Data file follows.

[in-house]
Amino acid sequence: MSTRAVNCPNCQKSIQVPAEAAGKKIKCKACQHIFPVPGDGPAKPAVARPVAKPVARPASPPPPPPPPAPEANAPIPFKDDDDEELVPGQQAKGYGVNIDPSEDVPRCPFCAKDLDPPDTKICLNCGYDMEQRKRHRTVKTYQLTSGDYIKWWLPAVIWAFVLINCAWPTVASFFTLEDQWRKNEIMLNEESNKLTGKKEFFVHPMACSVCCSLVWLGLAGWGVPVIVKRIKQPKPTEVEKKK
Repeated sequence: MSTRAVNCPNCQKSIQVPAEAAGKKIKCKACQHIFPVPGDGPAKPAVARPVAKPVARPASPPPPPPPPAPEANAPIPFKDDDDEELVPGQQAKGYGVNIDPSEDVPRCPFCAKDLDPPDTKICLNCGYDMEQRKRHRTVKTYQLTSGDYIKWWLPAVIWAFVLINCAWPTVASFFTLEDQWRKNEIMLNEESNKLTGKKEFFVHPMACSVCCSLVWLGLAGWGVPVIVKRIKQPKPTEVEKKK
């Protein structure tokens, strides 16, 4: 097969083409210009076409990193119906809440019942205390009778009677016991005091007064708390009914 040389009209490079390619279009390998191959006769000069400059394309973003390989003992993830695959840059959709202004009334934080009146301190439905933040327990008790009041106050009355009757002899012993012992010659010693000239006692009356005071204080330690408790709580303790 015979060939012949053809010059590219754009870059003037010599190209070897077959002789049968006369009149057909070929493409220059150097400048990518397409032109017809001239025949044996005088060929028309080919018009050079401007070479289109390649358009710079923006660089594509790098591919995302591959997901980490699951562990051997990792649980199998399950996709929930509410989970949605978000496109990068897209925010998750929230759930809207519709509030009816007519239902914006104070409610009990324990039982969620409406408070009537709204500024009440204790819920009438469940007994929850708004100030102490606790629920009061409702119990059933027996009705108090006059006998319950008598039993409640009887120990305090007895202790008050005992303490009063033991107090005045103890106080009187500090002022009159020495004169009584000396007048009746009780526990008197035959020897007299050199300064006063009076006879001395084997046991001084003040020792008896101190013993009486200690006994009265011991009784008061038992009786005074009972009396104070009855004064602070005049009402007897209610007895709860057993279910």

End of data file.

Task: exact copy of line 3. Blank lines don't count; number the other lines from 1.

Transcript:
Repeated sequence: MSTRAVNCPNCQKSIQVPAEAAGKKIKCKACQHIFPVPGDGPAKPAVARPVAKPVARPASPPPPPPPPAPEANAPIPFKDDDDEELVPGQQAKGYGVNIDPSEDVPRCPFCAKDLDPPDTKICLNCGYDMEQRKRHRTVKTYQLTSGDYIKWWLPAVIWAFVLINCAWPTVASFFTLEDQWRKNEIMLNEESNKLTGKKEFFVHPMACSVCCSLVWLGLAGWGVPVIVKRIKQPKPTEVEKKK